What about the official Instagram account of the Hermitage State Museum. You are taking a good care of it and this year you’ve been named among top 50 most famous people of Saint-Petersburg for the great work you’ve been doing on social media. Who came up with the idea to start the Instagram account of the Hermitage?
This was my idea and I do 99% of it on my own, but our PR experts, who manage official pages of the Hermitage in social media, have access to it as well. So, it’s not really my personal project, but I create 99% of the content. When we had just started, I didn't entirely understand everything, and I was working by trial and error. There was a moment when I was extremely interested in what visitors do at the museum, so I searched by the hashtags for the content they shared in their social and made reposts. I was doing kind of the scientific research, studying what people are most interested in, what pictures they take, how they feel in the museum, what are their likes and concerns. At the same time I was forming my own content, discovering several key topics. One of them is the masterpieces, usually these are fragments of pictures. I think it is not really interesting for a photographer to reshoot the picture in its entirety, it's much better to find a special fragment and show it. This fragment intrigues the spectators, they'll come to the museum to see the picture.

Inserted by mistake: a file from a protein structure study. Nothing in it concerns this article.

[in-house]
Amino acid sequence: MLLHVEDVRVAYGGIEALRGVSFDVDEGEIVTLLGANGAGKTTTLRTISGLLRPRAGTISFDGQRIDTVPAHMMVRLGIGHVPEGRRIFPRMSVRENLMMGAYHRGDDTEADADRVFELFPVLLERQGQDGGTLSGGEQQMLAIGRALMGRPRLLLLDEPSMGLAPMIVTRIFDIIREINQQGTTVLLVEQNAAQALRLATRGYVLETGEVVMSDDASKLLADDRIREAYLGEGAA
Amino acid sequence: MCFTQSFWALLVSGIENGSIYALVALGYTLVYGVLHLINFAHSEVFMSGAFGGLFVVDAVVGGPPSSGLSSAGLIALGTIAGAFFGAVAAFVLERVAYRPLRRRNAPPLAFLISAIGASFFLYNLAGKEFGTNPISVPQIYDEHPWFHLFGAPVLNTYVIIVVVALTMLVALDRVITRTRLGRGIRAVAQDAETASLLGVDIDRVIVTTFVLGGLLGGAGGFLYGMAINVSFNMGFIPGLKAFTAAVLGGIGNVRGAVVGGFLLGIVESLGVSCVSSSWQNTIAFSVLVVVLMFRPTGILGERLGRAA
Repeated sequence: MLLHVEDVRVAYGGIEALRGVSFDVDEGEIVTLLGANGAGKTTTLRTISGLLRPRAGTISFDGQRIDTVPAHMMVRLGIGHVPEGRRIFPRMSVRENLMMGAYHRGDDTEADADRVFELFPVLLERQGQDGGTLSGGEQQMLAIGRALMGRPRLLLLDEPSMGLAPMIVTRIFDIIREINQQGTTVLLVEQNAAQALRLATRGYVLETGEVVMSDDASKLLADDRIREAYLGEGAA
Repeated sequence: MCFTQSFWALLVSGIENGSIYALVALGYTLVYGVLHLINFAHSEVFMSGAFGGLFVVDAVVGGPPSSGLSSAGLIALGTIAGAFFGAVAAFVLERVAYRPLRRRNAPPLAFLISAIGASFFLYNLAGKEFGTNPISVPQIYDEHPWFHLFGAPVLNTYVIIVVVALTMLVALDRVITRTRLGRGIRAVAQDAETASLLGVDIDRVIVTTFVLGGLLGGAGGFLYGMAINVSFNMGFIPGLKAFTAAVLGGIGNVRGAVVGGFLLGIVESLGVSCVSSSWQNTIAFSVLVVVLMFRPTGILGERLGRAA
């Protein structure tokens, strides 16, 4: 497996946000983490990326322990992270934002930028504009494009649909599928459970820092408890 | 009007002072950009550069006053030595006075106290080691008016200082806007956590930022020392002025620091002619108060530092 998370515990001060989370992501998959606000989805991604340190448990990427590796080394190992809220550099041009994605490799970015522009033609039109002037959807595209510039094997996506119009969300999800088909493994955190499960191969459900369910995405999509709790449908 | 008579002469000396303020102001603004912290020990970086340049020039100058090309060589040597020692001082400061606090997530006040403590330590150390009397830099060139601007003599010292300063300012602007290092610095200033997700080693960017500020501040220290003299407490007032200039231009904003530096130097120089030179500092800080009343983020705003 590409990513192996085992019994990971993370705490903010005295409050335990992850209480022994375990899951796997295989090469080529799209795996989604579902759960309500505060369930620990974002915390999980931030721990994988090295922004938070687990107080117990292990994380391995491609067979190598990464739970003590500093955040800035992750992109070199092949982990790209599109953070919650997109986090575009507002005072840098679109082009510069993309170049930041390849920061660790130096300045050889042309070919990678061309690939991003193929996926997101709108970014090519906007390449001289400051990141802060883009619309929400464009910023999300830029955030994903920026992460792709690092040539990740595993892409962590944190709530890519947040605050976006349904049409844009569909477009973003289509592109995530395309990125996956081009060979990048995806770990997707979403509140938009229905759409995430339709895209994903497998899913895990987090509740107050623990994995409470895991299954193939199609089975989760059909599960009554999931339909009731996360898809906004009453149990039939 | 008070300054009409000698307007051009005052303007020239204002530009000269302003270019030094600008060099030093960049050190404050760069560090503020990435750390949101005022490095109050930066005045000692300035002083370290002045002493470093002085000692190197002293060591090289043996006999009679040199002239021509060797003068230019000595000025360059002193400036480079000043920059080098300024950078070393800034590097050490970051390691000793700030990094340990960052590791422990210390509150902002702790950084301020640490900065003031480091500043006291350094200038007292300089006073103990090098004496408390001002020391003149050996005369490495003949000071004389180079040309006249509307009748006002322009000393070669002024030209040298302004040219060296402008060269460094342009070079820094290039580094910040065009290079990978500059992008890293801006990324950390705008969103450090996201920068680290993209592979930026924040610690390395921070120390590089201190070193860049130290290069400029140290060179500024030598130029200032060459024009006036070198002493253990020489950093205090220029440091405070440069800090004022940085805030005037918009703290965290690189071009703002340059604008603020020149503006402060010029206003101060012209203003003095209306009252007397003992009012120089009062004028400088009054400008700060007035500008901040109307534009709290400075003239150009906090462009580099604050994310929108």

Another topic is the exhibition ‘Life of the museum’ in which I show all the upcoming temporary exhibitions and announce their openings. I often post pictures where you can see children as I think it is very important for kids to go to the museum. When adults go there, they should take children with them. Such posts always trigger a storm of discussions — whether the kids should be taken to the museum as they are often loud and don't understand anything etc. But I like these discussions, hearing how people think differently, and all the reasoning comes from the subscribers' side.
Another topic is the sun in the museum. On the one hand, in terms of its preservation, we know art should be kept far from the reach of direct sunlight. But, on the other hand, the Hermitage was created not only as a space for the art, but mainly as a place to live in. That's why I think it's very important and very beautiful when rays of sun reach the interiors of the Hermitage. Then there's a smaller topic — Monday at the museum. This is the day when the museum is closed for visitors, but it’s always interesting what's going on inside such as the cleaning works and restorations taking place.
Hermitage was created not only as a space for the art, but mainly as a place to live in.
The last by not least, what project are you working on now?
We've got many interesting plans for the museum. There's a story we've already tried to partially bring to life and now we are thinking to continue developing it in a digital project, called “The point of presence”. This project is about shooting spherical panoramas with a 360 degree angle which would allow the spectator to visit unreachable spots. For instance, we already have a short video in which a person is inside the peacock cage. There are a lot of spots like that at our museum, spots where no one can actually get to, and now thanks to this technology there is a great opportunity to be there